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### 37 Cards in this Set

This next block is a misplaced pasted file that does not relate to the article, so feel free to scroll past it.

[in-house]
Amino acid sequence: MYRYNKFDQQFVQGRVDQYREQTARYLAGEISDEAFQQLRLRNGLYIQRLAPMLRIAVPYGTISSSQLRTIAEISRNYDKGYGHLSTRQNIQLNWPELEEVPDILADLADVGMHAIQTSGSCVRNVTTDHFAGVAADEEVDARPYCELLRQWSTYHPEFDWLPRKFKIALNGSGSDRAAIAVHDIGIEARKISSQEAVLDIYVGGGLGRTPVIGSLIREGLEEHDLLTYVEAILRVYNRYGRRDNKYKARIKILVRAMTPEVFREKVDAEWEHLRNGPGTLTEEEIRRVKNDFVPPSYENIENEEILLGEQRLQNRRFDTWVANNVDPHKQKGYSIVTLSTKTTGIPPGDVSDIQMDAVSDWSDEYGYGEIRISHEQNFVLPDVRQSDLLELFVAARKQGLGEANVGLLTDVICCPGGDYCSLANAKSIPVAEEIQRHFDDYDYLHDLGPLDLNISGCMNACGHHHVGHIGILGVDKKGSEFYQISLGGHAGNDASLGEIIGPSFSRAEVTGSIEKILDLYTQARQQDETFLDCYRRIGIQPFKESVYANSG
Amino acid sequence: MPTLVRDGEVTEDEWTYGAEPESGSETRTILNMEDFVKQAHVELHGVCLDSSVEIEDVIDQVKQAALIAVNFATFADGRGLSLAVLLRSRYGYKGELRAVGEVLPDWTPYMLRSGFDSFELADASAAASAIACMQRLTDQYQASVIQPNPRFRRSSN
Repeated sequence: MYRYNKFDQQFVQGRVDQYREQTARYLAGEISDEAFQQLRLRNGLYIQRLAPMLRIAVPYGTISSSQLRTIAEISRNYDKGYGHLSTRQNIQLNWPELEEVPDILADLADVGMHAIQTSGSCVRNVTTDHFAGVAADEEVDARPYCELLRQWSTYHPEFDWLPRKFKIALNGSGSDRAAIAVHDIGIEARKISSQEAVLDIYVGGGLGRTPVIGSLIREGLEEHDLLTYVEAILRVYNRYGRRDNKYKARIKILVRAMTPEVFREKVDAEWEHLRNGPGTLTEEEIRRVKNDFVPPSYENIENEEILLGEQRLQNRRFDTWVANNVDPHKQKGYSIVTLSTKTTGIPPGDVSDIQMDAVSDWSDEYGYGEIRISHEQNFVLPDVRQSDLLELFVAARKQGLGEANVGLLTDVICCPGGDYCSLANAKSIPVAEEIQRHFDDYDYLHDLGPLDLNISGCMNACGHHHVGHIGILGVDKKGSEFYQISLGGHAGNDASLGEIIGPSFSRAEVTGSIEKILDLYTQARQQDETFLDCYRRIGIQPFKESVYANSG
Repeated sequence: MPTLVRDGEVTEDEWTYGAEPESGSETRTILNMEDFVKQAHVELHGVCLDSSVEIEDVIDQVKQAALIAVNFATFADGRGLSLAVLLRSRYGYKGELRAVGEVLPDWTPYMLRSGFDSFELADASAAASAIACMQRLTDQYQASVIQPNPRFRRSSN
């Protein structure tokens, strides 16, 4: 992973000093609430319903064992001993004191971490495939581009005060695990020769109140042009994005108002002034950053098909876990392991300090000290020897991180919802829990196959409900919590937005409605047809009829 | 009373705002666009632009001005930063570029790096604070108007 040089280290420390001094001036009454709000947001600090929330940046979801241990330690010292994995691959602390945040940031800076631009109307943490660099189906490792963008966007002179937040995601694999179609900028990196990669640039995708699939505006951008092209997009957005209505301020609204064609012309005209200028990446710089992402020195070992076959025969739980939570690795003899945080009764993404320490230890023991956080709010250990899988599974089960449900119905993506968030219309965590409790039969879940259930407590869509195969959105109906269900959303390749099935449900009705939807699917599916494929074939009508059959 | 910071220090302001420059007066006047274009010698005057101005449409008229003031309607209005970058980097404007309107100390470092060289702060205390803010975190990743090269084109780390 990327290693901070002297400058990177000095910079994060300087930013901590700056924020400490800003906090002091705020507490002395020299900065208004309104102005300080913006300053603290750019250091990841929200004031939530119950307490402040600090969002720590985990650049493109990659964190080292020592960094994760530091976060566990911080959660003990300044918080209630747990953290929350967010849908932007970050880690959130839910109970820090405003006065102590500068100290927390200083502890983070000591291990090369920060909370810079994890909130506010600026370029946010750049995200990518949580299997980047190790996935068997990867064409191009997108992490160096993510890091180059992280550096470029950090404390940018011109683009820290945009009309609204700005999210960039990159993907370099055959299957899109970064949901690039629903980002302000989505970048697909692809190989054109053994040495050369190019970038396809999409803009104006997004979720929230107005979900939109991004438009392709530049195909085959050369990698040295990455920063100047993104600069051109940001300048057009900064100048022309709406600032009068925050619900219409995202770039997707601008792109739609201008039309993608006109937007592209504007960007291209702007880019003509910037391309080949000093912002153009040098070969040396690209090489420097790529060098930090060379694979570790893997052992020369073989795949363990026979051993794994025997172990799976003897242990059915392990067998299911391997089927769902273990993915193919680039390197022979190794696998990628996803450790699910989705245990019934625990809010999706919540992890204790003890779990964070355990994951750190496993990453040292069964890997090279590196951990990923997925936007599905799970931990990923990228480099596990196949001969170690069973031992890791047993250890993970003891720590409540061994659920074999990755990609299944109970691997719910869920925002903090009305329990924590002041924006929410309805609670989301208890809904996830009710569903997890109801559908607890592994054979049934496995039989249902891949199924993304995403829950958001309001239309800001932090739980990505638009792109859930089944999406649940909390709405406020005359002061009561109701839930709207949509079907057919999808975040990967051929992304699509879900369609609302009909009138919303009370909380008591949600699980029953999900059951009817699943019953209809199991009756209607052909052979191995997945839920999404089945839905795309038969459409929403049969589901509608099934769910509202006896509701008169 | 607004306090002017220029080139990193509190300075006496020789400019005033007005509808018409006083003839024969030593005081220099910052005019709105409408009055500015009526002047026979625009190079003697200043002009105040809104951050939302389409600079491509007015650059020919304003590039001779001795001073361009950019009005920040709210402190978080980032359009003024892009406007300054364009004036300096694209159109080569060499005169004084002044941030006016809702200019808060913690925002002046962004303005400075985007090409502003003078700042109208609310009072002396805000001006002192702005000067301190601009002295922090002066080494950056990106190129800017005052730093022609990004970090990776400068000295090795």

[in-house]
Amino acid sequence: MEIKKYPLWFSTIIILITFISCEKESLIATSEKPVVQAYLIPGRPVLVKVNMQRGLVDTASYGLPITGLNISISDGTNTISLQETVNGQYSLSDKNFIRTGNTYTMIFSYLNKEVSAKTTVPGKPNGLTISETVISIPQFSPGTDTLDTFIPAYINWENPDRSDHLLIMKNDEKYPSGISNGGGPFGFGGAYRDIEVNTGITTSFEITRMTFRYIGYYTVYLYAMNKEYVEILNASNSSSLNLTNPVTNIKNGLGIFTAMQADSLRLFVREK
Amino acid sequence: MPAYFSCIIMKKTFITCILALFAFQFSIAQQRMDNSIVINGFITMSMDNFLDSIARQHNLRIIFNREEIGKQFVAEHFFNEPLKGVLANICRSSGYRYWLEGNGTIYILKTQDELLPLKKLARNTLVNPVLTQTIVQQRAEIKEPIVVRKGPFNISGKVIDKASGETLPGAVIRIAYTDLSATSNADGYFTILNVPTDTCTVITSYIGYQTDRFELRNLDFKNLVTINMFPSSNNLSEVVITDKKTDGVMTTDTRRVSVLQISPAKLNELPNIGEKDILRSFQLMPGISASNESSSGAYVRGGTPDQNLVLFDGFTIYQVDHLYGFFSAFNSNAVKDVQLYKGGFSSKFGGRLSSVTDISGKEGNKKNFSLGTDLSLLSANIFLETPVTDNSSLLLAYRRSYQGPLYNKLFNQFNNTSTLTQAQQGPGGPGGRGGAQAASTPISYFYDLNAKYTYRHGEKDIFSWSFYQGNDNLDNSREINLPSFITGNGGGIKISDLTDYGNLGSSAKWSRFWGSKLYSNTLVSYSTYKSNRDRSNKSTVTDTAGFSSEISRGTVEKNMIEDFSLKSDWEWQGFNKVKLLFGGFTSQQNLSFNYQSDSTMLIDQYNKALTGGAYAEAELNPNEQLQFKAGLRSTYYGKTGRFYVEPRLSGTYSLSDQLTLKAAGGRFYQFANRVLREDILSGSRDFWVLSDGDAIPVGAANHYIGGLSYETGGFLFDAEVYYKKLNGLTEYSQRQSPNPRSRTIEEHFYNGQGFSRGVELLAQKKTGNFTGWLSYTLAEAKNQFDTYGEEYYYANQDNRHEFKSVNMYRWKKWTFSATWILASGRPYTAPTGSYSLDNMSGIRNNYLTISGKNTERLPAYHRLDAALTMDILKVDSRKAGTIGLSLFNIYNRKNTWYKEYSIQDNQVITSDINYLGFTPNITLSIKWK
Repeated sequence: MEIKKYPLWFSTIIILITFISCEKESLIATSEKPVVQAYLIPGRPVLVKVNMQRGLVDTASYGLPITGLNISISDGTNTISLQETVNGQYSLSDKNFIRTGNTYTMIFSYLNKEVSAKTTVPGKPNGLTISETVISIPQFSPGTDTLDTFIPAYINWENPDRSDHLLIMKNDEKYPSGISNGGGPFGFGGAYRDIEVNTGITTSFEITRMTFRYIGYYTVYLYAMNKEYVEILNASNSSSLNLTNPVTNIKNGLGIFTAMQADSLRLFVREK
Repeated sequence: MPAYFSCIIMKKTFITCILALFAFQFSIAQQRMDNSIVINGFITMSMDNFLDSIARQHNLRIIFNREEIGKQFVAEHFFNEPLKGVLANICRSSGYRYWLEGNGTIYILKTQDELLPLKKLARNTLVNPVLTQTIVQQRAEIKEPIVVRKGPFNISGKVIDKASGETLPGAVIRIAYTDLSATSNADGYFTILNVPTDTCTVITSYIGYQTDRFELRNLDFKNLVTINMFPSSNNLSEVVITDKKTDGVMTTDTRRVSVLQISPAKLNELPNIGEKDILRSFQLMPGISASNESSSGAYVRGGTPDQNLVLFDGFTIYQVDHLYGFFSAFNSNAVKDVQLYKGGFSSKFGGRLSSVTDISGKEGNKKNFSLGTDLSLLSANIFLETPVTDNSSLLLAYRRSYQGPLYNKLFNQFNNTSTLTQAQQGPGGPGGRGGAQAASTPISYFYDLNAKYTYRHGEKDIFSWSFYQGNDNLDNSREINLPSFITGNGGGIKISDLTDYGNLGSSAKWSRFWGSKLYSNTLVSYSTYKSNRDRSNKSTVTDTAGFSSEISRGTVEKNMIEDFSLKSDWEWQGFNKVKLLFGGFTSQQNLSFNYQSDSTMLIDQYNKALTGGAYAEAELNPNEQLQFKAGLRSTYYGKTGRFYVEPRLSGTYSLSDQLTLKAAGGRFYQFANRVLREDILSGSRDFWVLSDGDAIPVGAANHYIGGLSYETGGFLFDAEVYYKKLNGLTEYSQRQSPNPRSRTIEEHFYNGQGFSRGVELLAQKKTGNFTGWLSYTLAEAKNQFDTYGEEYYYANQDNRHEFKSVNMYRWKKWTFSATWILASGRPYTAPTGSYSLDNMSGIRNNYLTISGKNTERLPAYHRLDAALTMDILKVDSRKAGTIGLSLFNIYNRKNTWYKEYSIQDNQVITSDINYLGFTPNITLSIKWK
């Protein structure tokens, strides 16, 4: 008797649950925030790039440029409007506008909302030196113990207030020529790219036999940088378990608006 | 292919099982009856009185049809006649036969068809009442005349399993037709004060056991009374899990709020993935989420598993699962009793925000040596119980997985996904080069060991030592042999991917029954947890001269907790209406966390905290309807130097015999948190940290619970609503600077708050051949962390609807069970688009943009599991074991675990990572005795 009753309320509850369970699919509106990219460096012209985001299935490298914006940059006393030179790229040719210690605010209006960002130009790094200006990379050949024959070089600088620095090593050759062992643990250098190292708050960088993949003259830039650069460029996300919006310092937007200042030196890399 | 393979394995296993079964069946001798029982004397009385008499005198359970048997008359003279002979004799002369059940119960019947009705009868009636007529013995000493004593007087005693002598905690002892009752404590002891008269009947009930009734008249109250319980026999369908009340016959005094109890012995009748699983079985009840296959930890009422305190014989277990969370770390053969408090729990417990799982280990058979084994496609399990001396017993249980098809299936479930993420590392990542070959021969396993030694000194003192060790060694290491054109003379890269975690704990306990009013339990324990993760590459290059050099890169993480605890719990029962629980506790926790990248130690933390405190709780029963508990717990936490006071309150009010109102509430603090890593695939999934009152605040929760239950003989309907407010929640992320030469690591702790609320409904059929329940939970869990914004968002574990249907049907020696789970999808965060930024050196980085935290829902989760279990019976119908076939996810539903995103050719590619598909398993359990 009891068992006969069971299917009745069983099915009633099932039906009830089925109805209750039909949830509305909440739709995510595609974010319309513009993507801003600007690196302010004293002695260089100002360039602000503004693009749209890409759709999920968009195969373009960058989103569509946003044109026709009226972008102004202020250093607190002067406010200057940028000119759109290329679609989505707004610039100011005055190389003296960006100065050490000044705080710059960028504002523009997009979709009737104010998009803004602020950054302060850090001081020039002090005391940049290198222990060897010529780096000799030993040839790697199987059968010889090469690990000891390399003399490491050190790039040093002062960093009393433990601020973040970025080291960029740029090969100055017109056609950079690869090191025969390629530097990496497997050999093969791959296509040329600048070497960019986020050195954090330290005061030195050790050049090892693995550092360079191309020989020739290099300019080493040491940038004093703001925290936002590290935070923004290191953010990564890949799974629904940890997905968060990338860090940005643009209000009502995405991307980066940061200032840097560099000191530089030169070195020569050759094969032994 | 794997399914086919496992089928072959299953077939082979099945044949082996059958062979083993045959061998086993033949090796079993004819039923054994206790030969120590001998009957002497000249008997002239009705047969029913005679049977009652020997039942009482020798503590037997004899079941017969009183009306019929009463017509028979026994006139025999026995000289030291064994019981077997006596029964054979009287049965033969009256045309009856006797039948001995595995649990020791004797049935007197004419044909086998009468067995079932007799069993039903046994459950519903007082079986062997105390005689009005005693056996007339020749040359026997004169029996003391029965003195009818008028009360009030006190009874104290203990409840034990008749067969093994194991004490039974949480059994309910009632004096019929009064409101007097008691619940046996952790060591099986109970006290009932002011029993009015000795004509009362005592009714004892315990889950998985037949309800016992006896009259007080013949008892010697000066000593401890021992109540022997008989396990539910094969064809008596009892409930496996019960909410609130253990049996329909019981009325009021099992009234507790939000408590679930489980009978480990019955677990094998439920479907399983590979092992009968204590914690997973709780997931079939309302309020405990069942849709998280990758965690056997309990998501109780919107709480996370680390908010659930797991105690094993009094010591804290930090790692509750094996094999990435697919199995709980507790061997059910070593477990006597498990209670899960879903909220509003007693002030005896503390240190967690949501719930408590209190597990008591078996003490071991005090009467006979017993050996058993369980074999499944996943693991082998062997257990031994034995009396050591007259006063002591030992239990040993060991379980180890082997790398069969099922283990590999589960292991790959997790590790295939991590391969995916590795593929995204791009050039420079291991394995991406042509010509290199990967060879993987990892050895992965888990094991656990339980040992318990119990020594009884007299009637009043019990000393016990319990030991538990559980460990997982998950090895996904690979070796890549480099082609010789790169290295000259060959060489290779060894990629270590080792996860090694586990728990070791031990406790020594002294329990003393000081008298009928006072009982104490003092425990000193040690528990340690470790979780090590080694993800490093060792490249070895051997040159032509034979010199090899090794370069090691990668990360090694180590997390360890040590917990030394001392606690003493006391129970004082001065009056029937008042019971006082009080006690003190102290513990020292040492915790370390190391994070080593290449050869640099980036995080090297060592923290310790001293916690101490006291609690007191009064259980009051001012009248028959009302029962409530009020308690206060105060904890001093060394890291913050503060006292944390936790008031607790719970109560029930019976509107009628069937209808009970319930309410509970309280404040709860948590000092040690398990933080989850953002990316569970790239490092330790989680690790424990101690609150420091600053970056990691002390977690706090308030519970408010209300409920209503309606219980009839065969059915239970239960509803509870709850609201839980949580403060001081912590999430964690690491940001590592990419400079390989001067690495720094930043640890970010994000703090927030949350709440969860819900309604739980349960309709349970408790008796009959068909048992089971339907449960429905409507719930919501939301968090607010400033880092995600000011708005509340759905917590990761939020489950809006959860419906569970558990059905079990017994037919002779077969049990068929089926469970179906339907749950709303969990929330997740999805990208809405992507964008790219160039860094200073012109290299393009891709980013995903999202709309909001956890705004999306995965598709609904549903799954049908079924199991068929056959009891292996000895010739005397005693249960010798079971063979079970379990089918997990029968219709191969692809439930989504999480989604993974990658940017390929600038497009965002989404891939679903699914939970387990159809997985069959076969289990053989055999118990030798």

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 What electrical event does the P wave correspond to? Electrical: Depolarization of the atria What electrical event does the QRS wave correspond to? Electrical: Depolarization of both ventricles What electrical event does the T wave correspond to? Electrical: Repolarization of the ventricles What electrical event does the PR interval correspond to? Electrical: AV Nodal Delay What electrical event does the TP interval correspond to? Electrical: Time between action potentials Is left ventricular volume higher at ESV or EDV? ESV Describe the events between the P wave and half way through the T wave: The atrial valves open, allowing blood to come into the ventricles, when it is ejected into systemic circulation What events occurs at EDV? Isovolumetric ventricular contraction and the first heart sound (S1) This occurs during the second half of the T wave What event occurs at ESV? Isovolumetric ventricular relaxation and the second heart sound (S2) This is preceded by the QRS complex When does the ejection phase occur and what happens during it? It occurs after EDV, S1 sound, and the QRS complex. It also occurs during the ST interval. During it, aortic and L ventricular pressure peak and L ventricular volume drops rapidly while L atrial pressure drops a bit. What is the equation for Stroke Volume and what is it? SV = EDV-ESV; it is how much blood is pumped out during each contraction What is cardiac output and what is the equation for it? CO = SV x HR It is how much blood the heart pumps relative to heart rate. What is the equation for flow rate? F = Delta-P / Resistance What is the dicrotic notch? It is the temporary spike in aortic pressure during S2, directly after the ejection phase. Where do arterioles form? At the entrance of organs Viscosity is determined by: hematocrit levels (linear relationship) A doubling in vessel radius results in a () fold increase in flow. 16 Systolic pressure is: stretch of the artery walls caused by blood flow What energy moves blood along arteries and allows for perfusion? Rebound from stretch Arterial blood pressure is: the force of blood against the arteries What is the tendency for arteries to expand and stretch called? Compliance Distensibility is: the elastic nature of the blood vessels, causing stretch and rebound, providing force Pulse pressure is: the difference between diastolic and systolic pressure What is mean arterial pressure? The average pressure in an artery at any given time How is MAP calculated? Either diastolic pressure + 1/3 pulse pressure or MAP = CO x TPR Arterial and ventricular pressure are inversely/linearly related. Inversely Brachial taps during BP reading are a result of: the blood flow from each heart beat pushing against the arterial wall The smooth muscle wrapped around the arterioles determines: the radius of the arterioles depending on various factors What determines resting radius of arterioles? the inherent tone set by the smooth muscle surrounding them Intrinsic factors for arterioles include: local metabolic changes, histamine release, application of heat or cold, and myogenic response to strech What local metabolic changes in arterioles cause vasodilation? Lowered 02, increased CO2, lowered pH, and increased Adenosine (increased metabolism) What local metabolic changes in arterioles cause vasoconstriction? Increased 02, decreased CO2, increased pH, and decreased Adenosine (decreased metabolism) What is the local vasodilator in arterioles? Nitric oxide (works on smooth muscle) What is the local vasoconstrictor in arterioles? Endothelin (works on smooth muscle) Mean arterial pressure is analagous to: pressure gradient Total peripheral resistance is most influenced by: arteriolar resistance (greater diameter = lower resistance = lower TPR) Mean arterial pressure is calculated using the equation: MAP = CO x TPR